All results showed a consistently high interfacial adhesion between the nanotube and the polymers used. In addition, fracture mechanics approaches have also shown that significant energy is required to debond the nanotube from a polymer (Barber et al. 2004a,b). The effect of inducing strong chemical bonding has also been investigated by modification of the carbon nanotube surfaces prior to individual carbon nanotube pull-out experiments (Barber et al. 2006). The authors used equation (1.1) to determine how the critical fibre length of approximately 1400 nm was significantly reduced to approximately 400 nm due to the chemical modification. It is important to note that the stresses developed in the polymer next to the nanotube during these tests are calculated to be far in excess of failure stresses of the bulk polymer material. Preferential crystallization of a higher modulus polymer interphase region at the nanotube surface during composite processing has been proposed as a possible explanation for the durability of this interface during composite loading (Ryan et al. 2007). However, individual carbon nanotube experiments have also measured high stresses at the interface using amorphous polymers.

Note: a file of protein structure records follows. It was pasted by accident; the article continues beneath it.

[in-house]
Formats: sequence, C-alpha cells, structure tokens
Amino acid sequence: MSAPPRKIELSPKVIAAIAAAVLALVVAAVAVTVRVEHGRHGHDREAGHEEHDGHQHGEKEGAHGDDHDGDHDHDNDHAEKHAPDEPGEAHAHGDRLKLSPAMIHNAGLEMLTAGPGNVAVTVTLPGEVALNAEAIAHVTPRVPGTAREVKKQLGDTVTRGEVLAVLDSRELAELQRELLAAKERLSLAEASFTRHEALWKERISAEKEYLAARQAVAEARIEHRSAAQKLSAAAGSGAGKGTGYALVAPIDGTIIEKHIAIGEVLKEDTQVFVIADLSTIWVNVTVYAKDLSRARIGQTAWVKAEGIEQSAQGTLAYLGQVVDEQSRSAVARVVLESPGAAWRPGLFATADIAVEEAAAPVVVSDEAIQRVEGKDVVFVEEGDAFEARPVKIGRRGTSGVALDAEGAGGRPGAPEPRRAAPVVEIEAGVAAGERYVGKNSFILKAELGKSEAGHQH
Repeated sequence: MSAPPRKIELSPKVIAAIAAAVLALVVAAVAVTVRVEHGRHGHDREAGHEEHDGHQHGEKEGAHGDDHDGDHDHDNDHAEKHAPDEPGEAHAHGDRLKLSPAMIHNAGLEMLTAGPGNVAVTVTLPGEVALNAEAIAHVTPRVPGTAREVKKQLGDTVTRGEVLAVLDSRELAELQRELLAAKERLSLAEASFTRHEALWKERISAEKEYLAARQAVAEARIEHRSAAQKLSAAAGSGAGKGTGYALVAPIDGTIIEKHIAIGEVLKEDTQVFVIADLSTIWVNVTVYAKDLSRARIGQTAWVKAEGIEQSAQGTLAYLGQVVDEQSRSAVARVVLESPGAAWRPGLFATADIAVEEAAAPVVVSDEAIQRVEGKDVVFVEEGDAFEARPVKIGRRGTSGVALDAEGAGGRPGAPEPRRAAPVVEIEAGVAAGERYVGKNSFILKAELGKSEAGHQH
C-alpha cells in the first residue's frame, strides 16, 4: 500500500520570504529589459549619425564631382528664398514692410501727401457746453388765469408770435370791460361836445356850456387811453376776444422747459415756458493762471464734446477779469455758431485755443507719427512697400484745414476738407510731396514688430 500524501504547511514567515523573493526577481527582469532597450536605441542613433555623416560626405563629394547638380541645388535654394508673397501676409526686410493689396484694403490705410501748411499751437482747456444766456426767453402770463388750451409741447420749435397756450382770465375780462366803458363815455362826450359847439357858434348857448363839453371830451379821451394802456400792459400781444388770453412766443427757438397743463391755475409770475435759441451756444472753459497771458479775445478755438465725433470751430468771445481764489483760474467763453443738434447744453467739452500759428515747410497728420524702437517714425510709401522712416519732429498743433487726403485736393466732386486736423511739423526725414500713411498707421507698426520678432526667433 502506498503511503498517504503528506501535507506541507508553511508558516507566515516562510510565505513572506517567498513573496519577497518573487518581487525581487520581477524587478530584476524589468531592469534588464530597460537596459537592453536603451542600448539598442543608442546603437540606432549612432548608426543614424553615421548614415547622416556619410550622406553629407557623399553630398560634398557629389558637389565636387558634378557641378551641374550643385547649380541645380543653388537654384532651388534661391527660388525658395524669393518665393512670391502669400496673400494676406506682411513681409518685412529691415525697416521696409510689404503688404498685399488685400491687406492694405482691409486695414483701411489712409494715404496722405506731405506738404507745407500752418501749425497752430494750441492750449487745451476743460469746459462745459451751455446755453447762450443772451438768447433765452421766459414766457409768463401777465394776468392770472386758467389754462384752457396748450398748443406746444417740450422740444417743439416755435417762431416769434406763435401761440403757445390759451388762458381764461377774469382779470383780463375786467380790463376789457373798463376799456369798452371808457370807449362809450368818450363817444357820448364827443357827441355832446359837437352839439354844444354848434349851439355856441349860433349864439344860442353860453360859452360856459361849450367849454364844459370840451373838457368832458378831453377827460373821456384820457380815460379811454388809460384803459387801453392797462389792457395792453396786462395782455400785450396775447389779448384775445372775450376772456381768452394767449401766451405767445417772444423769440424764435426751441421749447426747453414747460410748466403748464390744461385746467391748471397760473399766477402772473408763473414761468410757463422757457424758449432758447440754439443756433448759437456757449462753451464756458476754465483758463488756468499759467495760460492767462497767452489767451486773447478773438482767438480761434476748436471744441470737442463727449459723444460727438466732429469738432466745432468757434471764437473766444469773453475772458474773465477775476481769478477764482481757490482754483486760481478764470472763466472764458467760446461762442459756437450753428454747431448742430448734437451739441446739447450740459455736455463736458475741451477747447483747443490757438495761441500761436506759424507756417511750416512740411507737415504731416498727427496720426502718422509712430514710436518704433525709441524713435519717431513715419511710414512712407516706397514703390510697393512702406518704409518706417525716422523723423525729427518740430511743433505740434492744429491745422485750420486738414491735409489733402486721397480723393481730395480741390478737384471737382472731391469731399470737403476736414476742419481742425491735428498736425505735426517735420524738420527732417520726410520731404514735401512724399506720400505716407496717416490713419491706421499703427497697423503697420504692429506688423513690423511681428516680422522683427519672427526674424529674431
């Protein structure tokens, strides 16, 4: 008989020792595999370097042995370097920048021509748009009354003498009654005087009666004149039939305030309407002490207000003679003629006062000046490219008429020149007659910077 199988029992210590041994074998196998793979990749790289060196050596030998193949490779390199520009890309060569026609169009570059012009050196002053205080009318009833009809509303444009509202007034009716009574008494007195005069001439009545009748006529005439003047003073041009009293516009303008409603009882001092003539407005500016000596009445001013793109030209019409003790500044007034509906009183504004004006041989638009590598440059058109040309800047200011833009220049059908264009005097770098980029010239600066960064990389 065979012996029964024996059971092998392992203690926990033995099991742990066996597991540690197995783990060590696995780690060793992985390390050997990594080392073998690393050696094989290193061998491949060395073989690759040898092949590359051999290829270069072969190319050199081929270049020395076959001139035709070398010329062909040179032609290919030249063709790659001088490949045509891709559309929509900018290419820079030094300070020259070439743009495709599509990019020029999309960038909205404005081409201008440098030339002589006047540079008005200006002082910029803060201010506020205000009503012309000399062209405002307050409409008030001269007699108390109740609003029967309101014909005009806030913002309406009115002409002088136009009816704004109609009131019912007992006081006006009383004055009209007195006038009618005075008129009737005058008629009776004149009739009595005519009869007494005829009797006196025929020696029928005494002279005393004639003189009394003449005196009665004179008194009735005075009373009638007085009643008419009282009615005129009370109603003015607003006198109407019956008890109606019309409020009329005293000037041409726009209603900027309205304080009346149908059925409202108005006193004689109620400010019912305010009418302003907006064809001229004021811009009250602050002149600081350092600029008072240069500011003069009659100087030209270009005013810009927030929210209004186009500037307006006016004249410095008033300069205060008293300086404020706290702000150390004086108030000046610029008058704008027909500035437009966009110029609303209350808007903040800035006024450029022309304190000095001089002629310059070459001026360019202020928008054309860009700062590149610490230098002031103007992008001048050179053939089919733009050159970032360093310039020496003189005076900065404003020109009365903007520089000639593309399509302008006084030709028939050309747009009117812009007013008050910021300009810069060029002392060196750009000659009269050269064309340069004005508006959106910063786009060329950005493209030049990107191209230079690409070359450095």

4. Criteria for simple composite tests